I'm betting that for most of us, the first four or five pieces of
"furniture" we make are "shop furniture" - a router cabinet,
maybe with a door and a drawer or two, a work/ assembly
bench, a place to put the miter saw, somewhere to keep
some chisels and maybe a hand plane or two. Since these
are "just shop furniture", they're often built of inexpensive
ply, MDF, some 2x4s or 4x4s and maybe some poplar or
oak or birch for a face frame, a door or drawer front. The
joinery - rabbets, dadoes, some biscuits? The "good stuff"
will have to wait for when, sometime in the future, you're
good enough, as will dovetails, mitered corners with
"feathers", sliding dovetails, finger joints, triple mitered
corners, mortise and tenons and so on. For finishing - some
wipe on or brush on poly. If you're adventurous, you might
try a stain before the poly, maybe some premixed shellac.
But why not include some "real furniture" wood in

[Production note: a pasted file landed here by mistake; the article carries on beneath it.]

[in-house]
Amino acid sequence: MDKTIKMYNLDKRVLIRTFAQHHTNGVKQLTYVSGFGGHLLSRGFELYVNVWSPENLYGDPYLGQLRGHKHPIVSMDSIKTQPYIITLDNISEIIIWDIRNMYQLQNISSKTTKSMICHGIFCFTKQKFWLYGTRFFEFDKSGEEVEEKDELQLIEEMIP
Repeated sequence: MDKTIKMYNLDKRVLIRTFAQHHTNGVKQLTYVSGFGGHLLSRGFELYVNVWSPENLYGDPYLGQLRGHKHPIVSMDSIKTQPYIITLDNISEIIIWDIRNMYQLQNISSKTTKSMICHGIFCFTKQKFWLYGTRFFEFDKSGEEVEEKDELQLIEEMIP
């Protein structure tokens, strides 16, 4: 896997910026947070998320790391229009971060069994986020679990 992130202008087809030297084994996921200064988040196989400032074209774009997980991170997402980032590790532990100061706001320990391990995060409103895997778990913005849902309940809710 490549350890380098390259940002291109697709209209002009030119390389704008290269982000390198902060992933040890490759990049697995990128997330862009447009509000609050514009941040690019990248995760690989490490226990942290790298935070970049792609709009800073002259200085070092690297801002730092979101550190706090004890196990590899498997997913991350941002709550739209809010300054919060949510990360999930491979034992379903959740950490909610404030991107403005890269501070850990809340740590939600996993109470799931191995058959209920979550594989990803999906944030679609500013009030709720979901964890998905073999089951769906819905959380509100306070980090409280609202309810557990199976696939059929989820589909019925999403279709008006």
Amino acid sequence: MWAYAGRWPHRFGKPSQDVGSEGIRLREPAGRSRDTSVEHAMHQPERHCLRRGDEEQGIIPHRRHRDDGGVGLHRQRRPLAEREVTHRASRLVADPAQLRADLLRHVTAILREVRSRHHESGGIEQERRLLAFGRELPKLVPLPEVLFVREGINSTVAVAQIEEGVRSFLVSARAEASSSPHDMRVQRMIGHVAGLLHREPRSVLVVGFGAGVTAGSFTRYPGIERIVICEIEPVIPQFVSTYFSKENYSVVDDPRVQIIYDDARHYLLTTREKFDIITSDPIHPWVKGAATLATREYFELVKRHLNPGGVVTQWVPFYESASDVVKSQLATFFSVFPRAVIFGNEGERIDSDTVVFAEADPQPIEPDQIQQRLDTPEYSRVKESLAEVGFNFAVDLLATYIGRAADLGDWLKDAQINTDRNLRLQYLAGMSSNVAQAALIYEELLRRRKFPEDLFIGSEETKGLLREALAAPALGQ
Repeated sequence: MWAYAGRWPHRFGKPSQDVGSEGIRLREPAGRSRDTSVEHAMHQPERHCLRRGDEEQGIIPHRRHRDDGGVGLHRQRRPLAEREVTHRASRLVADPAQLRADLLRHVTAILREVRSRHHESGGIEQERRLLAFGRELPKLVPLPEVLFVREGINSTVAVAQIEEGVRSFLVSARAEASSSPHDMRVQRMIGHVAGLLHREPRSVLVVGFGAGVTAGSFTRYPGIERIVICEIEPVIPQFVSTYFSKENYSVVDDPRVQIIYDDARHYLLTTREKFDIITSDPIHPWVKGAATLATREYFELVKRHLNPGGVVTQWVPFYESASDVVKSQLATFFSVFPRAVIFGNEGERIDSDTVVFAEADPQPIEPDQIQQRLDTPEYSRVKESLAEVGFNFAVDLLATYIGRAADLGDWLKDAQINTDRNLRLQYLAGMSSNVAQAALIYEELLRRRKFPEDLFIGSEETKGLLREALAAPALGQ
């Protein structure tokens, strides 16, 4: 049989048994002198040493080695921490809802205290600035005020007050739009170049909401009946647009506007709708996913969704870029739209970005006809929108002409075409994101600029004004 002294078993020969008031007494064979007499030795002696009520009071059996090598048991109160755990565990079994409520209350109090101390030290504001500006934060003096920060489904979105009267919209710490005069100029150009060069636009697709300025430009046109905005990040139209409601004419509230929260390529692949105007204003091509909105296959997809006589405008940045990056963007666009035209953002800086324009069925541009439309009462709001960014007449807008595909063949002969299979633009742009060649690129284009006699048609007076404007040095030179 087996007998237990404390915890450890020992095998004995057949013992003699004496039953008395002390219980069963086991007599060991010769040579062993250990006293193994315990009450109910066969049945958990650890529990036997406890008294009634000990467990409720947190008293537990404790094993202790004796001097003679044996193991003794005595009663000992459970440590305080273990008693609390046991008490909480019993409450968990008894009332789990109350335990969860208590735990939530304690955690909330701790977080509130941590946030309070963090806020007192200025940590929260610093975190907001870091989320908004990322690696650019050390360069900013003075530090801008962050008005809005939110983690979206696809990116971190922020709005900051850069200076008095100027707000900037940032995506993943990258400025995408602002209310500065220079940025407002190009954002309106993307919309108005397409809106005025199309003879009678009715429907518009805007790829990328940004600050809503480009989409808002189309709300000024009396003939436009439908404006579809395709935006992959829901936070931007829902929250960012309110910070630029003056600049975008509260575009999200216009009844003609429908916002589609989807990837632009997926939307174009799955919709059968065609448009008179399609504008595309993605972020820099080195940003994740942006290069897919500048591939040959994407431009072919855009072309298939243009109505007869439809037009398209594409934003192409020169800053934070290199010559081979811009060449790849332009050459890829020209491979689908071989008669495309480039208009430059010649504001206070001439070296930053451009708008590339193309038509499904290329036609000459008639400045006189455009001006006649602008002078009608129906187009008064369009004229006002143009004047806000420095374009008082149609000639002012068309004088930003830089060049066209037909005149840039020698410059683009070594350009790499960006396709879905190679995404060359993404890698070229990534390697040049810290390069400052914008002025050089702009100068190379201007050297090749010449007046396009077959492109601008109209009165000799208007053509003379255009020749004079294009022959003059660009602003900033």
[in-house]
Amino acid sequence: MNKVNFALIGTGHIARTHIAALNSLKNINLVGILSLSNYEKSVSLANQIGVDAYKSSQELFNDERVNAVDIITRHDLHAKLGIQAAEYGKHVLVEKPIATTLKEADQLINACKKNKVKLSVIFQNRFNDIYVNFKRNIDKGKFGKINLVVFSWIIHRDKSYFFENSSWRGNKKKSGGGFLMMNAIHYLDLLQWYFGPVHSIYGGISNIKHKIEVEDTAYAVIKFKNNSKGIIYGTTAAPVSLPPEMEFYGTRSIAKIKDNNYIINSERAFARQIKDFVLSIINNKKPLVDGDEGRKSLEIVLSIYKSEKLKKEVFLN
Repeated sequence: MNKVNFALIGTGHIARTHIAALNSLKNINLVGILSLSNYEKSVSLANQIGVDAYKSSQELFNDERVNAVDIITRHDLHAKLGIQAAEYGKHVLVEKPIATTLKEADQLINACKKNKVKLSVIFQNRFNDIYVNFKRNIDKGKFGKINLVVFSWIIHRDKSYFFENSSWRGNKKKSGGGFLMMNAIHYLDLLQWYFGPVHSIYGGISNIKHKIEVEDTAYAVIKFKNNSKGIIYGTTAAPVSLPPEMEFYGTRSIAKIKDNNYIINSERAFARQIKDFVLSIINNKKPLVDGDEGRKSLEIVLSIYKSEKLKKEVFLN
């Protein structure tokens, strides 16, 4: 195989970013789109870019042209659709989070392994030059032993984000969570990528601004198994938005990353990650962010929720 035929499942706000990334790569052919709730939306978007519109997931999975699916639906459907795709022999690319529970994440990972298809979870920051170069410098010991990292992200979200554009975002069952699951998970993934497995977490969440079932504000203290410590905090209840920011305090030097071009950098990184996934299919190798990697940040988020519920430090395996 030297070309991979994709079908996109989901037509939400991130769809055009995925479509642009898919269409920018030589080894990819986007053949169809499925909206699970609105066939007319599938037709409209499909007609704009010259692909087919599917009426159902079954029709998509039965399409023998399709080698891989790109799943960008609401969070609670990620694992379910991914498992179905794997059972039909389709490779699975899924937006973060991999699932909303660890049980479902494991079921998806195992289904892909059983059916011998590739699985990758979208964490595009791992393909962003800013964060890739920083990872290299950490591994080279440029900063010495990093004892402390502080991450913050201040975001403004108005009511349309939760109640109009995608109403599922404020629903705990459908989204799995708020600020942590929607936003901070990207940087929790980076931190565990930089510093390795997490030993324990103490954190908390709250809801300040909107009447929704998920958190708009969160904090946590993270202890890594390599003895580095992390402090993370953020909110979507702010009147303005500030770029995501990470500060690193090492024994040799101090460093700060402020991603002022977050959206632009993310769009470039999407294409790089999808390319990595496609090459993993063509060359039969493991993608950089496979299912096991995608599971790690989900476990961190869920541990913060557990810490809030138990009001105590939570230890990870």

the shop furniture, just to get a feel for how it works
and finishes? Why not try at least one "house
furniture" type of joinery? Why not try three or four
different finishes on different parts of each of the
shop furniture pieces? A lot can be learned that'll
come in handy later, if, and when you start making
house furniture. And if something doesn't go so
well - hell that's just shop furniture - you can
paint it if all else fails.
Now folks who've checked out some of the projects
on my wwing site think I'm nuts for putting ten
or fifteen coats of french polished shellac on
a sharpening station top, or coopered doors and
a few sliding dovetail joints for a little router bit
cabinet. Why do graduated drawers with graduated
finger joints on a base unit for a mortiser?
Because I learned somethiing I'll probably use
later - and I've got some interesting shop
So what piece of shop furniture is next on
your To Do list?